1) The person in charge of digital transformation, be it the Chief Digital Officer (CDO) or some combination of the CIO, COO and CISO, must garner support from the rest of the executive team for digital transformation projects. There is no better time than now to pursue this, as your fellow officers went through the last few months with you and felt the pain of not being prepared. In my experience, budget is not the primary gating factor but the pace of people, and you should be in a better position now to get their support. However, if budget has been an issue in the past, that may no longer be the case because many board members have been very hands on during the global pandemic. Meeting every few weeks instead of every few months, becoming involved at an operational level, and providing guidance during these challenging times, they have likely gained a greater appreciation for the positive impact digital transformation can have on the business. Having all stakeholders aligned removes complacency and bureaucracy constraints that may have been holding you back.
2) Security is a foundational component of the digital transformation process, so make sure the CISO is involved at every phase. Early in the digital transformation journey, initiatives that open new connectivity vectors to the enterprise infrastructure for key personnel or collect data from equipment and store and analyze it in the cloud, can optimize processes and cut costs. Moving further along the journey, devices on the edge use machine learning, artificial intelligence, facial recognition, and other technologies to augment your ability to monitor and manage the manufacturing process, for example. Robots in industrial manufacturing environments are starting to be connected and fed data to respond to changes on the factory floor. Each of these digital transformation projects can help drive competitive advantage, but all this data and these processes must be secured from the start to give stakeholders greater confidence to move forward.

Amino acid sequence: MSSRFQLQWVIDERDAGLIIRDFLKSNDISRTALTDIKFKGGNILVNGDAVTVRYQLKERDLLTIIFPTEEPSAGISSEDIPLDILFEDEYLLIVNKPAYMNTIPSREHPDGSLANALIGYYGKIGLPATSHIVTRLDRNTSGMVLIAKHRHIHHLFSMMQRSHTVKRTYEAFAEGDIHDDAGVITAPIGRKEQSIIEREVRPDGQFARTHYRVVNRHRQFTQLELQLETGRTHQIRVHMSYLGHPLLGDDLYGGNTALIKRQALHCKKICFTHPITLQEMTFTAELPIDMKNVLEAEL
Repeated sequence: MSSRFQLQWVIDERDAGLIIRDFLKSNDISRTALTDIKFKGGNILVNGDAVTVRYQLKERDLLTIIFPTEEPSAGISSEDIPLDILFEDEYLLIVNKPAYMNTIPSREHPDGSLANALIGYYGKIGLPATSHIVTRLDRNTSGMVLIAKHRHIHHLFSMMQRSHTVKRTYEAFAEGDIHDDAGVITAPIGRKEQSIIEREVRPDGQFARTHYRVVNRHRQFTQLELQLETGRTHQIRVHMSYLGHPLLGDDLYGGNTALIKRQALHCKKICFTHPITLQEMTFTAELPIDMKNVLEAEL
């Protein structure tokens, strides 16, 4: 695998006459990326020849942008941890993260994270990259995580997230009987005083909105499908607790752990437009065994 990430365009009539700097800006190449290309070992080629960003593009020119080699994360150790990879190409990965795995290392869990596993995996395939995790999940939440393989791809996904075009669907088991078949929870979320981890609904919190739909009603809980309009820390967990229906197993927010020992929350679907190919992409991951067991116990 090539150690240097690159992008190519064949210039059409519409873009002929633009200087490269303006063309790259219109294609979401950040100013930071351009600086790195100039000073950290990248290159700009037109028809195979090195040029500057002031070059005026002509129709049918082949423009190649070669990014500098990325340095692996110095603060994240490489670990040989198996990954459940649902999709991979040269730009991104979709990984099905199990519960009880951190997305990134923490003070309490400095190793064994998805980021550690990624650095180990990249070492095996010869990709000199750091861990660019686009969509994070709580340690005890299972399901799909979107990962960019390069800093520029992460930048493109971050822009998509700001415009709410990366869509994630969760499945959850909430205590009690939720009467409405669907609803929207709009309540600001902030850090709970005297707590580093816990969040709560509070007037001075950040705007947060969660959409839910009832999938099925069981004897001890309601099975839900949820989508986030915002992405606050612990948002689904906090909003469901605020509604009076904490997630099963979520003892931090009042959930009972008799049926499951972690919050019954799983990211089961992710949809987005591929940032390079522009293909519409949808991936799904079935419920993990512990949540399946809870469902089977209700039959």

3) Communication and transparency around risk associated with projects like these go a long way toward gaining acceptance for digital transformation initiatives. It is the responsibility of the CISO to explain the relative impact of potential breach scenarios, so that the executive team and board understand the risk and can choose to accept or mitigate it. The operational technology (OT) environment is where manufacturers make their money and any threat to availability or uptime can significantly impact the bottom line, so expand the information technology (IT) discussion to include OT security. With security controls that allow IT and OT teams to look at processes and governance holistically, you aren’t just advocating for secure digital transformation, you have the tools to do it efficiently and effectively. You can give executives a complete picture of the organization’s risk posture in its IT and OT environments and show how you are able to protect these environments from breaches and safeguard data.
Humans are used to doing things a certain way and our natural tendency is to continue down the same path. However, when faced with a crisis we are willing to experience short-term pain for long-term gains. Leveraging this moment to build coalitions, focus on security, and improve communication and transparency, we can continue to accelerate digital transformation for competitive advantage, even after the crisis fades.